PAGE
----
New Ways at AFCC Conference
On Friday, May 31, I attended the largest international conference on custody and access issues for separating and divorced parents. This was the Association of Family and Conciliation Courts, which is 50 years old as of this year. This conference was held in Los Angeles, which is where the first conference was also held in 1963. There has been a huge, worldwide shift in family relations in these past 50 years. Are we better off as a society? There is more freedom of choice: as people live longer they can now end their marriage and marry someone else or choose to remain unmarried. With the advent of the birth control pill in the 1960’s, people can have sexual relations without having babies and facing the dilemma of forming a family with someone they don’t know very well. Children are no longer illegitimate if their parents aren’t married – in most jurisdictions today they are treated exactly the same as children of marriage. We are now seeing the final steps toward marriage equality and parenting equality for same-sex couples – although we’re not quite there yet (perhaps the U.S. Supreme Court will resolve this equality issue this summer!).
Of course, this increased freedom has contributed to weaker family relations and weaker relationship skills. Society is much more unstable – especially for those who have children and raise children without committed relationships. This is where AFCC comes in: for 50 years professionals (counselors, lawyers, judges, mediators, etc.) have come together for training and the exchange of ideas to make the world more stable for children in the context of changing families. The fact that over 1100 people attend these conferences from countries around the world indicates the importance of this work and the impact this organization has on helping families as much as possible through the transitions of divorce and new ways of raising their children.
It was in this context that I had the opportunity to present a workshop on New Ways for Families with Cathy Regier, a lawyer in the city of Medicine Hat and Allan Rosales, a therapist in Calgary – both in Alberta, Canada. While New Ways started in San Diego in 2009, we had no funding and no coordinator. Medicine Hat and Calgary both received $500,000 grants to implement and study New Ways for 3 years each. Cathy and Allan reported some of the results after 1½ years of cases. So far, Medicine Hat has had 74 cases and Calgary has had 51 cases (San Diego has had about 30 cases).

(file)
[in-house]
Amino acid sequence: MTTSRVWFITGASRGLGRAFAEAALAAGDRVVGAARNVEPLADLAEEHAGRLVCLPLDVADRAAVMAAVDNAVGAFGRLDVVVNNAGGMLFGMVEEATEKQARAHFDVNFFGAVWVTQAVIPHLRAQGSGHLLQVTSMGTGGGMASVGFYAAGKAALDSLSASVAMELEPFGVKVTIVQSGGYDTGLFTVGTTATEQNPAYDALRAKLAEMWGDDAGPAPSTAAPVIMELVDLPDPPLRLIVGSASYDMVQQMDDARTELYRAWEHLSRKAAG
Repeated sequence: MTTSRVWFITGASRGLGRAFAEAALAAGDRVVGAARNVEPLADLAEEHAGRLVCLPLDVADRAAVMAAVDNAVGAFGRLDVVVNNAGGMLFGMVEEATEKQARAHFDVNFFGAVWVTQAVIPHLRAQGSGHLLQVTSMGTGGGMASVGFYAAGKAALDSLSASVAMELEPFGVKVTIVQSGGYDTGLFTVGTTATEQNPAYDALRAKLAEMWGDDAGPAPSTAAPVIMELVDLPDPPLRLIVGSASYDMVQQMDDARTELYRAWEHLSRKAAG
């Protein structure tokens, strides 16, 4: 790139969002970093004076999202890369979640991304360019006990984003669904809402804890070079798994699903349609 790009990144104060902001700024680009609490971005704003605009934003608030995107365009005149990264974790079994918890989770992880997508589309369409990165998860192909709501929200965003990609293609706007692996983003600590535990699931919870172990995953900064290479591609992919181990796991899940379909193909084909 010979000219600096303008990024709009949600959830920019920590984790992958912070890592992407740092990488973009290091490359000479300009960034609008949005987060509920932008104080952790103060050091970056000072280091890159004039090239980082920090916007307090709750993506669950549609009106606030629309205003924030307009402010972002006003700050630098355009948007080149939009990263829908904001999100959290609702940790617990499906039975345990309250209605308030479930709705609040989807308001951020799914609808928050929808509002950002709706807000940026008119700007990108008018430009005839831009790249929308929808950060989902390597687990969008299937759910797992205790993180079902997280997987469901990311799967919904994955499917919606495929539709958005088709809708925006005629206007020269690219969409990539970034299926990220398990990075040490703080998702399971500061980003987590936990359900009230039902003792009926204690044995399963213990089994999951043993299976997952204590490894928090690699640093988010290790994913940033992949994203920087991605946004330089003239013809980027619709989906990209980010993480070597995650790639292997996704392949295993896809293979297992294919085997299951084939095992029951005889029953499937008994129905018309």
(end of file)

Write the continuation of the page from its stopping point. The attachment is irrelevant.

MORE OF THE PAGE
The results that we reported at AFCC are very encouraging. But first, I want to comment that in Calgary they are giving the Millon inventory of mental disorders to all of the parents referred to the program. There are elevated scores for traits of personality disorders in a vast majority of cases – over 80%. This means that it is especially important to use a new approach, like the New Ways method, for teaching these clients relationship conflict resolution skills that are simple, repetitive, required by court orders (or signing an agreement to learn these skills) and based on lots of encouragement, rather than criticism.
The results they are seeing in both programs show that a large majority (over 80%) are becoming able to settle their own cases out of court after going through the individual counseling, parent-child counseling and then ADR processes, such as mediation, immediately after the counseling. We are also seeing improved co-parent relationships, more willingness of children to see both parents and several report that the children are less stressed, have less illness and sleep better – as a result of their parents learning skills that help them calm down and feel less stressed. Keep in mind that some families have one high-conflict parent and some have two. In both types of situations, the skills taught and practiced in New Ways seem to really help them calm the whole family and give them a structure within which to help their children learn the same skills and not feel as caught in the middle.
Out of this presentation, we received many interested requests for more information – especially now that we have four models of the method: Court-based Counseling; Collaborative Divorce Model, Decision Skills Class and Pre-Mediation Coaching. Each model has its own workbook and there is a new Professional Guidebook explaining the method.
I think we are going to see several more cities starting to try this method within the next year. If you are interested in learning more, visit: www.NewWays4Families.com. You can also see a free one-hour video explaining the method with a sample case at this website. It’s time for New Ways for Families!
Bill Eddy is a lawyer, therapist and mediator based in San Diego. He is the President of the High Conflict Institute, which developed the New Ways for Families method. The Institute also provides speakers and trainers in managing high conflict situations in other legal disputes, workplace disputes, healthcare and educational settings around the world. For more information: www.HighConflictInstitute.com.